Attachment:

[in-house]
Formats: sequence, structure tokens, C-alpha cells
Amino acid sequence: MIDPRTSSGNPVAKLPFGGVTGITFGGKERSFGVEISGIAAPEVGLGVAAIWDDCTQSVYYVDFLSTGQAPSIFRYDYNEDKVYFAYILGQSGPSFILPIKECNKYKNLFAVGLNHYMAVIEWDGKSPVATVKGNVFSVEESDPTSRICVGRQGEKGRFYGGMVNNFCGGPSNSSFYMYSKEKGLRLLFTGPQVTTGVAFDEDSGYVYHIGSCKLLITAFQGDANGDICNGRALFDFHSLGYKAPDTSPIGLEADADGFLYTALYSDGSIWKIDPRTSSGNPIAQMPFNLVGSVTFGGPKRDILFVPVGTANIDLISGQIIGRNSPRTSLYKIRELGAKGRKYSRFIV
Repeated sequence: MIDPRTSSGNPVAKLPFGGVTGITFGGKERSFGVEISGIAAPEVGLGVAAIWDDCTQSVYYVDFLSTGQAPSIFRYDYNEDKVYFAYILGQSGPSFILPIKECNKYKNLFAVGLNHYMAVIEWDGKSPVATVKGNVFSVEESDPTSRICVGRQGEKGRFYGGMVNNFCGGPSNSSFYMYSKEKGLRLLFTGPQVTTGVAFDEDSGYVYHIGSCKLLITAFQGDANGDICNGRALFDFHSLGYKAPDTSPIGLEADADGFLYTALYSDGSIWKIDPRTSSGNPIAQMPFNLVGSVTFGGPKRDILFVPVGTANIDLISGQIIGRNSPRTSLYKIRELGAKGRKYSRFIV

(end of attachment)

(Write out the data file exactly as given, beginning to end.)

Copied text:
[in-house]
Formats: sequence, structure tokens, C-alpha cells
Amino acid sequence: MIDPRTSSGNPVAKLPFGGVTGITFGGKERSFGVEISGIAAPEVGLGVAAIWDDCTQSVYYVDFLSTGQAPSIFRYDYNEDKVYFAYILGQSGPSFILPIKECNKYKNLFAVGLNHYMAVIEWDGKSPVATVKGNVFSVEESDPTSRICVGRQGEKGRFYGGMVNNFCGGPSNSSFYMYSKEKGLRLLFTGPQVTTGVAFDEDSGYVYHIGSCKLLITAFQGDANGDICNGRALFDFHSLGYKAPDTSPIGLEADADGFLYTALYSDGSIWKIDPRTSSGNPIAQMPFNLVGSVTFGGPKRDILFVPVGTANIDLISGQIIGRNSPRTSLYKIRELGAKGRKYSRFIV
Repeated sequence: MIDPRTSSGNPVAKLPFGGVTGITFGGKERSFGVEISGIAAPEVGLGVAAIWDDCTQSVYYVDFLSTGQAPSIFRYDYNEDKVYFAYILGQSGPSFILPIKECNKYKNLFAVGLNHYMAVIEWDGKSPVATVKGNVFSVEESDPTSRICVGRQGEKGRFYGGMVNNFCGGPSNSSFYMYSKEKGLRLLFTGPQVTTGVAFDEDSGYVYHIGSCKLLITAFQGDANGDICNGRALFDFHSLGYKAPDTSPIGLEADADGFLYTALYSDGSIWKIDPRTSSGNPIAQMPFNLVGSVTFGGPKRDILFVPVGTANIDLISGQIIGRNSPRTSLYKIRELGAKGRKYSRFIV